Why did the Ice Age occur?

Imagine the Chicago Skyline building. Now imagine it's under the ice almost 2 miles (3 km) away. That is the view of the Earth at the most icy moment of the last Ice Age.

Imagine the Chicago Skyline building. Now imagine it's under the ice almost 2 miles (3km) away. That is the view of the Earth at the most icy moment of the last Ice Age.

Considering the recent geological history of the Earth, this would not be an unusual sight. Over the past 2.6 million years (also known as the Fourth Period ), the planet has experienced more than 50 ice ages, with intercontinental warming periods intermingled.

But what makes the glaciers and glaciers grow periodically?The ice age is driven by a complex , interconnected set of factors , related to the Earth's position in the solar system and more local influences, such as the level of CO 2 in the air. Scientists are still trying to figure out how this system works, especially when anthropogenic climate change may have disrupted this cycle permanently.

Picture 1 of Why did the Ice Age occur? Photo 1 of Why did the Ice Age occur?
Ice ages are driven by a complex set of elements.

It was not until several centuries ago that scientists began to recognize evidence of a frozen past . In the mid-19th century, Swiss-American naturalist Louis Agassiz recorded the marks that glaciers have left on Earth, like boulders that have been out of position and cracked pieces. giant, called moraine , which he suspected was ancient glaciers that swept away and pushed them away.

In the late 19th century, scientists named the four ice ages that occurred during the Pleistocene Era, which existed from about 2.6 million years ago to about 11,700 years ago. However, it was not until decades later that researchers realized that these cold periods were much more regular.

A major breakthrough in understanding the ice age occurred in the 1940s, when Serbian astrophysicist Milutin Milankovitch proposed the so-called Milankovitch cycle , a study of Earth's motion. Still used to explain climate change today.

Mark Maslin, a professor of paleontology at University College London, said Milankovitch outlined three main paths through which the Earth's orbit changes from the sun. These factors determine the amount of solar radiation (in other words, heat) to the planet.

  • First , the eccentricity of the Earth's orbit around the sun , changing from nearly circular to elliptical over a period of 96,000 years. Maslin explained: "The reason for the deformed orbit is because Jupiter, which accounts for 4% of the mass of the solar system, has strong gravitational force, moves the Earth's orbit out and then returns. ".
  • The second is the tilt of the Earth, which is why we have seasons . The Earth's axis of rotation allows one hemisphere to always tilt away from the sun (causing winter) while the other side is tilted toward it (causing summer). Maslin also said that this tilt angle changes over a period of about 41,000 years, changing the severity of the seasons. "If [the axis] is more upright, of course summer will be less hot and winter will be a bit colder."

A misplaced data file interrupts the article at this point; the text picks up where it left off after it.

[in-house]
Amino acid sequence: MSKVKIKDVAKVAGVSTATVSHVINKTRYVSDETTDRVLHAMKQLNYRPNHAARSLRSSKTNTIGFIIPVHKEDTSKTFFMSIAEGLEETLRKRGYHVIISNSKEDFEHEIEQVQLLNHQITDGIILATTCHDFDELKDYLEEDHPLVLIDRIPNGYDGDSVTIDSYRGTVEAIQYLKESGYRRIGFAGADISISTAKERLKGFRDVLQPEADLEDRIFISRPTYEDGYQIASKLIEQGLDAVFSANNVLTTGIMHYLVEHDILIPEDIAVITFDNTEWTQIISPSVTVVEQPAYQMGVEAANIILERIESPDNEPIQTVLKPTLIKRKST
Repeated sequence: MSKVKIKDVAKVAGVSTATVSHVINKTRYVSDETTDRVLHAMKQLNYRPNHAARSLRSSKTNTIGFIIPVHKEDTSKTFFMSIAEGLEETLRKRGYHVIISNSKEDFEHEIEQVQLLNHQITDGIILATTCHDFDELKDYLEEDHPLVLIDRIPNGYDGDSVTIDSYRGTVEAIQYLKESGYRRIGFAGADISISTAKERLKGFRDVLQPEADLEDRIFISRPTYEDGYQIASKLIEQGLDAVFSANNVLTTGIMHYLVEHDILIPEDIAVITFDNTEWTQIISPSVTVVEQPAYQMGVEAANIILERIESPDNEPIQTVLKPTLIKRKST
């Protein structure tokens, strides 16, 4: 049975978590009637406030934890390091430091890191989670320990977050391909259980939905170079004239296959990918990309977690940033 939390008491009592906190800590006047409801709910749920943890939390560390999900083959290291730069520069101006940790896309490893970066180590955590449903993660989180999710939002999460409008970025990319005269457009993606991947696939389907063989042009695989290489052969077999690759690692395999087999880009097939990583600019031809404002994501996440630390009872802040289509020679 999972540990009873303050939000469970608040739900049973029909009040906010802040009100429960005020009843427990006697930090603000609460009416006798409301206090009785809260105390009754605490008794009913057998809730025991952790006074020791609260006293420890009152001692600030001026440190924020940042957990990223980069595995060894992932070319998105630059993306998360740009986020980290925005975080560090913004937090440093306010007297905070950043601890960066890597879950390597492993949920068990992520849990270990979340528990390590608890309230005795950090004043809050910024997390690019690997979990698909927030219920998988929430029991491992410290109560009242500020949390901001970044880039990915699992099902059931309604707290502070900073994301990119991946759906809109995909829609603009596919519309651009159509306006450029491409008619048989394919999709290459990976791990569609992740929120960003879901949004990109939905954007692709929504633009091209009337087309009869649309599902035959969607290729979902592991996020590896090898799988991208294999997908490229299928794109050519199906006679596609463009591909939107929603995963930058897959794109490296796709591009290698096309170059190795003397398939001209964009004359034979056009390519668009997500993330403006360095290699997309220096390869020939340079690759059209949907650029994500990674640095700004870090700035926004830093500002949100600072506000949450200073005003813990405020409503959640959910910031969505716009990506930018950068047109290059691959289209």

• Third, the wobble of the Earth's tilt axis , moving like a mahogany. Maslin said, "What happened is, the angular momentum of the Earth rotates so fast once a day that the axis also wobbles." The wobble happens every 20,000 years.

Milankovitch determined that the trajectory condition that creates cool summers is a particularly important precursor to the ice age. Maslin said: "There will always be ice in the winter. To build an ice age, part of the ice must exist throughout the summer."

But, to move on to an ice age, orbit alone is not enough.The real cause of an ice age is the fundamental response of the climate system . Scientists are still debating how different environmental factors affect the freezing and melting of ice, but recent research suggests that the level of greenhouse gases in the atmosphere plays a role. important.

For example, scientists at the Potsdam Institute for Climate Impact Research (PIK) in Germany have shown that glacial agents were previously triggered mainly by a significant reduction in CO 2 in The atmosphere and the rapid increase in CO 2 in the atmosphere due to emissions from human activities will likely prevent the start of the next ice age for the next 100,000 years.

"Unlike any other force on the planet, the ice age shaped the global environment and thus determined the development of human civilization," said Hans Joachim Schellnhuber, then PIK's director. and co-author of one of the studies, said in a statement in 2016. "For example, we have gained fertile land and landscapes today thanks to the last ice age, The ice age has left us with rivers, glaciers, bays and lakes, but today, humans with fossil-fuel emissions are the decisive factor in future development. hybrid of the planet ".

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